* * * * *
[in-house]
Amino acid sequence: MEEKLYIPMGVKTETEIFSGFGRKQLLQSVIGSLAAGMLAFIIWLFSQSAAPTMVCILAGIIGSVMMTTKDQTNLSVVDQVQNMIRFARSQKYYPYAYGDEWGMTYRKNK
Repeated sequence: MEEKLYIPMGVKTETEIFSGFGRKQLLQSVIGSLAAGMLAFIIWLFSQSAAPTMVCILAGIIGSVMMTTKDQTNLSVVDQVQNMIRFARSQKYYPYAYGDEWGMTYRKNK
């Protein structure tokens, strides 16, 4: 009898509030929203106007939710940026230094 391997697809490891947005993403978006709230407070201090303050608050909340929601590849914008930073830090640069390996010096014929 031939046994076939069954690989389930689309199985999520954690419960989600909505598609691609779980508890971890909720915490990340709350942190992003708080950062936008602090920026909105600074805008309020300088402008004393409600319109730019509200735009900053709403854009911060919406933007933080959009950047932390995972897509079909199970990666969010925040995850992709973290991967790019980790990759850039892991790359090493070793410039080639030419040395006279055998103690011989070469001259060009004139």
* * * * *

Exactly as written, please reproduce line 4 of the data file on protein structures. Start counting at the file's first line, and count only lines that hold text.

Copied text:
């Protein structure tokens, strides 16, 4: 009898509030929203106007939710940026230094 391997697809490891947005993403978006709230407070201090303050608050909340929601590849914008930073830090640069390996010096014929 031939046994076939069954690989389930689309199985999520954690419960989600909505598609691609779980508890971890909720915490990340709350942190992003708080950062936008602090920026909105600074805008309020300088402008004393409600319109730019509200735009900053709403854009911060919406933007933080959009950047932390995972897509079909199970990666969010925040995850992709973290991967790019980790990759850039892991790359090493070793410039080639030419040395006279055998103690011989070469001259060009004139």